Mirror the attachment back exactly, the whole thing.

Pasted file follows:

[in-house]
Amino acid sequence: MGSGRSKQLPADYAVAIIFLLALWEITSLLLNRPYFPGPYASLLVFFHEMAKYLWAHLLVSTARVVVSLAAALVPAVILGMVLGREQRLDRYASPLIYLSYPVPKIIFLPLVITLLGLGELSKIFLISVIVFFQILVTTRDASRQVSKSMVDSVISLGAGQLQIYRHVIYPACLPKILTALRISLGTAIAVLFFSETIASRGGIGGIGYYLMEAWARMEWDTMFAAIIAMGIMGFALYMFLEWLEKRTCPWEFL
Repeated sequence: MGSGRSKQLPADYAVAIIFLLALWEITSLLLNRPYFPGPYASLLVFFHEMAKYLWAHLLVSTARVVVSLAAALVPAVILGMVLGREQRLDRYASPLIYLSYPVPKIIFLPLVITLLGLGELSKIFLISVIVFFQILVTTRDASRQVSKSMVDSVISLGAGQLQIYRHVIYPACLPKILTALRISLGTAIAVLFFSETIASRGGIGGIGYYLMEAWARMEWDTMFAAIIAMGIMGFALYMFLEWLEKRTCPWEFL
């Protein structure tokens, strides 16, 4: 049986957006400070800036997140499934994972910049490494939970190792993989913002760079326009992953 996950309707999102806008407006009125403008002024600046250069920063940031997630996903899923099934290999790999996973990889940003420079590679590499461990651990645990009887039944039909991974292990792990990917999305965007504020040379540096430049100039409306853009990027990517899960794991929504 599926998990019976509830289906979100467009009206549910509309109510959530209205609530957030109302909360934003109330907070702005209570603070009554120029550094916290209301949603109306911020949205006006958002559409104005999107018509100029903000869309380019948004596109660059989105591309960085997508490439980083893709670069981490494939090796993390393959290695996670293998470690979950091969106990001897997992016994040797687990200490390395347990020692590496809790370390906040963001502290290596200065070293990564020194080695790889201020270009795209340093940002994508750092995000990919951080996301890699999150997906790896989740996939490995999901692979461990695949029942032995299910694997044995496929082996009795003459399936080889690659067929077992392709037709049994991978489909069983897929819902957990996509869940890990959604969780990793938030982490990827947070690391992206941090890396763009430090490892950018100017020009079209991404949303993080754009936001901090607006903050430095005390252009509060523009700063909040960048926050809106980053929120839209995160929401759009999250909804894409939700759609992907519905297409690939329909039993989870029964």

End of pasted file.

[in-house]
Amino acid sequence: MGSGRSKQLPADYAVAIIFLLALWEITSLLLNRPYFPGPYASLLVFFHEMAKYLWAHLLVSTARVVVSLAAALVPAVILGMVLGREQRLDRYASPLIYLSYPVPKIIFLPLVITLLGLGELSKIFLISVIVFFQILVTTRDASRQVSKSMVDSVISLGAGQLQIYRHVIYPACLPKILTALRISLGTAIAVLFFSETIASRGGIGGIGYYLMEAWARMEWDTMFAAIIAMGIMGFALYMFLEWLEKRTCPWEFL
Repeated sequence: MGSGRSKQLPADYAVAIIFLLALWEITSLLLNRPYFPGPYASLLVFFHEMAKYLWAHLLVSTARVVVSLAAALVPAVILGMVLGREQRLDRYASPLIYLSYPVPKIIFLPLVITLLGLGELSKIFLISVIVFFQILVTTRDASRQVSKSMVDSVISLGAGQLQIYRHVIYPACLPKILTALRISLGTAIAVLFFSETIASRGGIGGIGYYLMEAWARMEWDTMFAAIIAMGIMGFALYMFLEWLEKRTCPWEFL
């Protein structure tokens, strides 16, 4: 049986957006400070800036997140499934994972910049490494939970190792993989913002760079326009992953 996950309707999102806008407006009125403008002024600046250069920063940031997630996903899923099934290999790999996973990889940003420079590679590499461990651990645990009887039944039909991974292990792990990917999305965007504020040379540096430049100039409306853009990027990517899960794991929504 599926998990019976509830289906979100467009009206549910509309109510959530209205609530957030109302909360934003109330907070702005209570603070009554120029550094916290209301949603109306911020949205006006958002559409104005999107018509100029903000869309380019948004596109660059989105591309960085997508490439980083893709670069981490494939090796993390393959290695996670293998470690979950091969106990001897997992016994040797687990200490390395347990020692590496809790370390906040963001502290290596200065070293990564020194080695790889201020270009795209340093940002994508750092995000990919951080996301890699999150997906790896989740996939490995999901692979461990695949029942032995299910694997044995496929082996009795003459399936080889690659067929077992392709037709049994991978489909069983897929819902957990996509869940890990959604969780990793938030982490990827947070690391992206941090890396763009430090490892950018100017020009079209991404949303993080754009936001901090607006903050430095005390252009509060523009700063909040960048926050809106980053929120839209995160929401759009999250909804894409939700759609992907519905297409690939329909039993989870029964």